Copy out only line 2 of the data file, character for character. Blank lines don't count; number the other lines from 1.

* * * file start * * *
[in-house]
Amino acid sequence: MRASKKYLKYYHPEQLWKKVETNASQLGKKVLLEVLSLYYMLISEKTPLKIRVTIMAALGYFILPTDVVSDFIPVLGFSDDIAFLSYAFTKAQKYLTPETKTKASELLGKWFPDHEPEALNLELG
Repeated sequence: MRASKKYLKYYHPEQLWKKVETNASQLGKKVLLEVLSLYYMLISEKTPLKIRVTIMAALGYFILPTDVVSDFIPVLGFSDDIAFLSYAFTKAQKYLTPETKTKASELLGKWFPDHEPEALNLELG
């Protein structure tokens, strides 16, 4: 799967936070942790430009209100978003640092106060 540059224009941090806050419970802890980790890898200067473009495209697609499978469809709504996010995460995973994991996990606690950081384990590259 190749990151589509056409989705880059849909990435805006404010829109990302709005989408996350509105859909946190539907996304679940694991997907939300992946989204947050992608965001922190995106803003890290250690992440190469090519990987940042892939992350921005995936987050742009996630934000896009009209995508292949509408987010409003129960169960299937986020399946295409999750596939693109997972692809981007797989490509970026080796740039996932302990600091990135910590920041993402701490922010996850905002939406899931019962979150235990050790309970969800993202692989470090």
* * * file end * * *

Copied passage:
Amino acid sequence: MRASKKYLKYYHPEQLWKKVETNASQLGKKVLLEVLSLYYMLISEKTPLKIRVTIMAALGYFILPTDVVSDFIPVLGFSDDIAFLSYAFTKAQKYLTPETKTKASELLGKWFPDHEPEALNLELG